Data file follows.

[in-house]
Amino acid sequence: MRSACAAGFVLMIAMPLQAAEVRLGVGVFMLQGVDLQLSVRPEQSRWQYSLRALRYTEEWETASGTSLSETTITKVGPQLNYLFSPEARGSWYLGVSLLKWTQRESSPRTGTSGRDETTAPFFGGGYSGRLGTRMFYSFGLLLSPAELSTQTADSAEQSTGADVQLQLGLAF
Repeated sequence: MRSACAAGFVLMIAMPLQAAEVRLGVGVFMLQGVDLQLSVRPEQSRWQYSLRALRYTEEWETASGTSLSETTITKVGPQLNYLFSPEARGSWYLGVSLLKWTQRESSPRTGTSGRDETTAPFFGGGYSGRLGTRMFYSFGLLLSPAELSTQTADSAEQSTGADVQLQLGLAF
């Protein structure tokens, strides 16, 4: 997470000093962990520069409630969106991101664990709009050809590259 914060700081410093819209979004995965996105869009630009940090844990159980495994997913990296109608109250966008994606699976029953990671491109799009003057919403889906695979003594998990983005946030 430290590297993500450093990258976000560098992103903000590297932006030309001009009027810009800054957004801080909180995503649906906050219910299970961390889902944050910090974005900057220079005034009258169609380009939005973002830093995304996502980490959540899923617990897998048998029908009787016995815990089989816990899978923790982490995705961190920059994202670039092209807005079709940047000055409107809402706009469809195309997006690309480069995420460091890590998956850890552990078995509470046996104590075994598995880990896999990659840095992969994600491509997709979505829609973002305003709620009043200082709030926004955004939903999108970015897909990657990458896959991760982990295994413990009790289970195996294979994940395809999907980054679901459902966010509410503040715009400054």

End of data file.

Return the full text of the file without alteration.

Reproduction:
[in-house]
Amino acid sequence: MRSACAAGFVLMIAMPLQAAEVRLGVGVFMLQGVDLQLSVRPEQSRWQYSLRALRYTEEWETASGTSLSETTITKVGPQLNYLFSPEARGSWYLGVSLLKWTQRESSPRTGTSGRDETTAPFFGGGYSGRLGTRMFYSFGLLLSPAELSTQTADSAEQSTGADVQLQLGLAF
Repeated sequence: MRSACAAGFVLMIAMPLQAAEVRLGVGVFMLQGVDLQLSVRPEQSRWQYSLRALRYTEEWETASGTSLSETTITKVGPQLNYLFSPEARGSWYLGVSLLKWTQRESSPRTGTSGRDETTAPFFGGGYSGRLGTRMFYSFGLLLSPAELSTQTADSAEQSTGADVQLQLGLAF
């Protein structure tokens, strides 16, 4: 997470000093962990520069409630969106991101664990709009050809590259 914060700081410093819209979004995965996105869009630009940090844990159980495994997913990296109608109250966008994606699976029953990671491109799009003057919403889906695979003594998990983005946030 430290590297993500450093990258976000560098992103903000590297932006030309001009009027810009800054957004801080909180995503649906906050219910299970961390889902944050910090974005900057220079005034009258169609380009939005973002830093995304996502980490959540899923617990897998048998029908009787016995815990089989816990899978923790982490995705961190920059994202670039092209807005079709940047000055409107809402706009469809195309997006690309480069995420460091890590998956850890552990078995509470046996104590075994598995880990896999990659840095992969994600491509997709979505829609973002305003709620009043200082709030926004955004939903999108970015897909990657990458896959991760982990295994413990009790289970195996294979994940395809999907980054679901459902966010509410503040715009400054």